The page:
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Louisville In Flux: Sewage Flows Shifting, Traffic Declining

Broadway during rush hour in March amid the coronavirus outrbreak.
Broadway during rush hour in March amid the coronavirus outrbreak.

Louisville Metro operations are adapting to the changing dynamics of life and work due to the coronavirus.

Trash and sewer workers are seeing surges in residential waste as road maintenance crews work extended hours on roads free of rush hour traffic.

“Whether it be waste collection or road paving projects or pothole repair,” said Sal Melendez, Louisville’s public works department spokesman. “Our people play a key role in making sure that the city keeps moving.”

Over the last month, the Metropolitan Sewer District has watched sewage flows shift away from commercial and industrial areas and into residential areas, said Sheryl Lauder, MSD spokeswoman. Most of that flow isn’t actually sewage, but so-called “gray water” used to wash dishes, shower and do laundry.

Overall flows are down slightly because of a drop-off in industrial operations, but crews have seen an increase in residential sewage backups. The culprit? All those disposable wipes that are great for disinfecting, but are not meant to be flushed down the toilet.

“That’s what the crews are finding when they put the cameras in the lines,” Lauder said.

On the other side of residential waste, trash collection crews are seeing such a large increase in volume that Melendez with public works is having to ask residents to contain their overflow trash in some kind of bin.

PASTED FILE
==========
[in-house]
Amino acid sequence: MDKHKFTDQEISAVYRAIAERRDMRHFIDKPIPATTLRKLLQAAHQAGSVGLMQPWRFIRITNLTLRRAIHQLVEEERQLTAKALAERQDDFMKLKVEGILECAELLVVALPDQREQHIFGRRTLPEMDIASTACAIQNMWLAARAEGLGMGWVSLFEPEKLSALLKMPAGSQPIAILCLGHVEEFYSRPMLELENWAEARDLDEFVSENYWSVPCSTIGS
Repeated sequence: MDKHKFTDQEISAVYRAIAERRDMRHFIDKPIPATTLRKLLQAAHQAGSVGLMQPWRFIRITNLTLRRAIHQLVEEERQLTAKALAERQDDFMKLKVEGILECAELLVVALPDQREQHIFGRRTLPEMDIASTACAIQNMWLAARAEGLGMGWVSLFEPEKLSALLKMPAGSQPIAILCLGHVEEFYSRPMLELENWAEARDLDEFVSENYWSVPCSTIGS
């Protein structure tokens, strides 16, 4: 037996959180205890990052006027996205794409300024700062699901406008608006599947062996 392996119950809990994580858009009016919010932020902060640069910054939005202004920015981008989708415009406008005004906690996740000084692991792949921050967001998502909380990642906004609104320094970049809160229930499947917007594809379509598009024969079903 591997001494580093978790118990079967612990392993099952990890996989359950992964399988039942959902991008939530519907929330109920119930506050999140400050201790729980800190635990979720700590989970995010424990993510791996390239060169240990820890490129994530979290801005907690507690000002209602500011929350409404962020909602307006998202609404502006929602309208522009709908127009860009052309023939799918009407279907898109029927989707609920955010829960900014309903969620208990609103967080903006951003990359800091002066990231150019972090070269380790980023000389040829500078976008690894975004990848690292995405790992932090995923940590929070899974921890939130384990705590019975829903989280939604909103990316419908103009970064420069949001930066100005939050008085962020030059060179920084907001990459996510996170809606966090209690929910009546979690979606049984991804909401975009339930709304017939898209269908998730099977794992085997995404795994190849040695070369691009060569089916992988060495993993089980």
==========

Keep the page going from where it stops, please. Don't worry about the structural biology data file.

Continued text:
Neither Melendez nor Lauder could immediately quantify the increases in volume, but both said the changes were “significant.”

Meanwhile, shortened commute times — mine is from my bed to my computer — have reduced traffic so much road crews are able to work more hours to complete previously scheduled projects.

“You know, roads have to be repaired and one of the silver linings of COVID-19 is that traffic is not as much as it typically is,” he said. “That allows our crews to work longer hours and in a relatively safer work zone.

Melendez said crews are following social distancing guidelines as much as possible, wearing cloth masks and gloves, but are still sometimes working less than six feet from one another. So far, no one in public works has contracted the virus, he said.

Crews are working on eight to 10 roadways every week. Just this past week, they were able to finish repaving a stretch of Muhammad Ali Boulevard in downtown Louisville.

Editor’s note: If you have a story from the workplace or feel you are an employee working in unsafe conditions, please reach out to reporter Ryan Van Velzer at rvanvelzer@wfpl.org.

Ryan Van Velzer is WFPL's Energy and Environment Reporter. Email Ryan at rvanvelzer@lpm.org.